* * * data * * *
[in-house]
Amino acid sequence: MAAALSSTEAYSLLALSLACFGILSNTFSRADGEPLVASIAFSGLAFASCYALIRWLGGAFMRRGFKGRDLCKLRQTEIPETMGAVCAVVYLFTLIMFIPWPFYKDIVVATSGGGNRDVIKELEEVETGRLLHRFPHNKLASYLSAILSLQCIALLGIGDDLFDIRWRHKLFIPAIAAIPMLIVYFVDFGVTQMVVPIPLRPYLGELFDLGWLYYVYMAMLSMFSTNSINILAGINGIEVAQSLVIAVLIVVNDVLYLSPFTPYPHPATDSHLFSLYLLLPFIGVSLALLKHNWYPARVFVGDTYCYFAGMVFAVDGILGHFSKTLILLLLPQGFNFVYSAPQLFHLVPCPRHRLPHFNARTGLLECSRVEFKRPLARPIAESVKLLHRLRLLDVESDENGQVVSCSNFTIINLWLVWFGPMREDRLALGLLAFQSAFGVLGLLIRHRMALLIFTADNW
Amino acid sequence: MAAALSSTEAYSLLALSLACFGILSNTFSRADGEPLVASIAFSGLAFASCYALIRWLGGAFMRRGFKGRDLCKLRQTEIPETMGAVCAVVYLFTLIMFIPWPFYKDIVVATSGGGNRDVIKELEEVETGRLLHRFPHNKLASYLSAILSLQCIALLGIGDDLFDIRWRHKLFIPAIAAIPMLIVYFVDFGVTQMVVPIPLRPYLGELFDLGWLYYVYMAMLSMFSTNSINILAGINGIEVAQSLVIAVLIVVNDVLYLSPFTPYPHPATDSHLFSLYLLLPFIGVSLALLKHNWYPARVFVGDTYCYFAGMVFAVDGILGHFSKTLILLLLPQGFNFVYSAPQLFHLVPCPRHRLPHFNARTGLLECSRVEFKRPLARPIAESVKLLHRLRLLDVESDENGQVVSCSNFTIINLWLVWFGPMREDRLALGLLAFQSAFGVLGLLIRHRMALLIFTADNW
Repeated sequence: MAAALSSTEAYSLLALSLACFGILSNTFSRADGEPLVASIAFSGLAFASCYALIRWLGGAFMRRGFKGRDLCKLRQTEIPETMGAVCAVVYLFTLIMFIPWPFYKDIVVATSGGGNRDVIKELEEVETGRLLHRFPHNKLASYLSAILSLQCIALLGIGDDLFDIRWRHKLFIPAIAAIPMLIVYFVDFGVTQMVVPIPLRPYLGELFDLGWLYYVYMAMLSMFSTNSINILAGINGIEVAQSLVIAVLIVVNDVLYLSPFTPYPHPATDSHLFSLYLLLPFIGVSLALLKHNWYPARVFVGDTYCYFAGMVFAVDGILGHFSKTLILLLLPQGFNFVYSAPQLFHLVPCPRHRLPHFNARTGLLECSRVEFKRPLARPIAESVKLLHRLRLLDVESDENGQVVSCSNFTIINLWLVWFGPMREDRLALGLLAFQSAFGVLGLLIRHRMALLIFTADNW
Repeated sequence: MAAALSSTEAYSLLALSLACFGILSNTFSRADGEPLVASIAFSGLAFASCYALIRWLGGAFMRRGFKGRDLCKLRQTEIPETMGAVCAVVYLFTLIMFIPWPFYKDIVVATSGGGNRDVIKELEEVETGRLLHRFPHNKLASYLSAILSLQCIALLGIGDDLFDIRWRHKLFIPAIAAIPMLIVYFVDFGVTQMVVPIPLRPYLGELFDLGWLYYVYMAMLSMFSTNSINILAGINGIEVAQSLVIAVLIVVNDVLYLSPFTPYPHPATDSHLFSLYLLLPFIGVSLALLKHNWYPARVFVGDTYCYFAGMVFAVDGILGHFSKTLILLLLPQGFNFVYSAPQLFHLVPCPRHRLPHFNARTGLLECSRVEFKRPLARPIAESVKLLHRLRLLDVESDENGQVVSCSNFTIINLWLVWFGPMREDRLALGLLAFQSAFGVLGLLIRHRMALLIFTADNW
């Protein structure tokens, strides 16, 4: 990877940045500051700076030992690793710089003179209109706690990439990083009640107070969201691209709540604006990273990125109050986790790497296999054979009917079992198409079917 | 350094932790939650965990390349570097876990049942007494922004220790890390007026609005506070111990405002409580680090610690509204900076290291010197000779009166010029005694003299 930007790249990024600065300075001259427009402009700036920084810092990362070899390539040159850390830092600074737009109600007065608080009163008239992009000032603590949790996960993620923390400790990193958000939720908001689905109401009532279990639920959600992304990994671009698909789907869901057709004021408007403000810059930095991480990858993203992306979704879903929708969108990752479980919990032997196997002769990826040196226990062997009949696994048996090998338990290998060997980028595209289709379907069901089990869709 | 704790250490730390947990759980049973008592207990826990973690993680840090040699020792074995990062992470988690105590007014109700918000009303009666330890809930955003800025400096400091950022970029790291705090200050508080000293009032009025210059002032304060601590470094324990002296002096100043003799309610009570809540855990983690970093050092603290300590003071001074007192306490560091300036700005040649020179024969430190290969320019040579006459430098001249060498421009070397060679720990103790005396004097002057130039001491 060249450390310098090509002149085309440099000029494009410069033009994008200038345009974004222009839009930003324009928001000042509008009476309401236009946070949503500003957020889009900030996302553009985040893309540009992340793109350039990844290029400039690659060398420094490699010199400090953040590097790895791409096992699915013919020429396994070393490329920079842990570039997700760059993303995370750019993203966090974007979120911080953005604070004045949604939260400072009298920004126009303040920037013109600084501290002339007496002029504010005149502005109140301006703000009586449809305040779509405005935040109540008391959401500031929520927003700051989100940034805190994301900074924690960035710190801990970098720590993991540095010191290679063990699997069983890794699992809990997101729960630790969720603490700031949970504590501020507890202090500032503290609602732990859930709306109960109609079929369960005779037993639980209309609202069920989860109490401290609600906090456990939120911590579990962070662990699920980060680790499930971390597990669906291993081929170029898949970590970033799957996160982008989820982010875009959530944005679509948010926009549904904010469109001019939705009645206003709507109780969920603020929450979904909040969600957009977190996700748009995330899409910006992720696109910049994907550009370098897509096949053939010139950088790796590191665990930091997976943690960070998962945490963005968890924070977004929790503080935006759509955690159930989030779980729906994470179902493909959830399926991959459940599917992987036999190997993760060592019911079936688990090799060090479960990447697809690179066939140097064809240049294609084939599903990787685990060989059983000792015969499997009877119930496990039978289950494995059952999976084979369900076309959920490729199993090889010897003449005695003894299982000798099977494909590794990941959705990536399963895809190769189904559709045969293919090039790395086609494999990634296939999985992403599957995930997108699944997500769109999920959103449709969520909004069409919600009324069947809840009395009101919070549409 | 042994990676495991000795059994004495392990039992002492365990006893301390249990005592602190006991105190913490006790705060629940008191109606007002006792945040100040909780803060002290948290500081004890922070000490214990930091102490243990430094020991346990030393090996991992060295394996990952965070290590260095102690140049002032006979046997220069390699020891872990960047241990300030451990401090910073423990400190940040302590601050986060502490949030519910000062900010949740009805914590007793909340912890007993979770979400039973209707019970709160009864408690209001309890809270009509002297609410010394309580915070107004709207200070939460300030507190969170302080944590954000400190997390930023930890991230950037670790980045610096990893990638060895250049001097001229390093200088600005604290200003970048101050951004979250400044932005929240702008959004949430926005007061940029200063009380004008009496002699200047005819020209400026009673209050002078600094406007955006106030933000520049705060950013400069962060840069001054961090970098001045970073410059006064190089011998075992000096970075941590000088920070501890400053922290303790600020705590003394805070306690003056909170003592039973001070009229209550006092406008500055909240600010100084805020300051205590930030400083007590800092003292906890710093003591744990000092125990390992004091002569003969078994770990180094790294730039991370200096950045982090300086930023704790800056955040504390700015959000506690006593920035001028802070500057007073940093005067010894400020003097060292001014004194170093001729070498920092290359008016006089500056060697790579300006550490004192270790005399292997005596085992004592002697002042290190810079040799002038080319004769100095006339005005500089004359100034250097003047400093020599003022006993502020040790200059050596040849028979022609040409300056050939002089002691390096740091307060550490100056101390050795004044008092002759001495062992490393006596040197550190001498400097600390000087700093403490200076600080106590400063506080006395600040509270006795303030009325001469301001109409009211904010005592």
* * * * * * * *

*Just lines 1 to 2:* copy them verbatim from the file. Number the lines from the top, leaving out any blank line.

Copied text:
[in-house]
Amino acid sequence: MAAALSSTEAYSLLALSLACFGILSNTFSRADGEPLVASIAFSGLAFASCYALIRWLGGAFMRRGFKGRDLCKLRQTEIPETMGAVCAVVYLFTLIMFIPWPFYKDIVVATSGGGNRDVIKELEEVETGRLLHRFPHNKLASYLSAILSLQCIALLGIGDDLFDIRWRHKLFIPAIAAIPMLIVYFVDFGVTQMVVPIPLRPYLGELFDLGWLYYVYMAMLSMFSTNSINILAGINGIEVAQSLVIAVLIVVNDVLYLSPFTPYPHPATDSHLFSLYLLLPFIGVSLALLKHNWYPARVFVGDTYCYFAGMVFAVDGILGHFSKTLILLLLPQGFNFVYSAPQLFHLVPCPRHRLPHFNARTGLLECSRVEFKRPLARPIAESVKLLHRLRLLDVESDENGQVVSCSNFTIINLWLVWFGPMREDRLALGLLAFQSAFGVLGLLIRHRMALLIFTADNW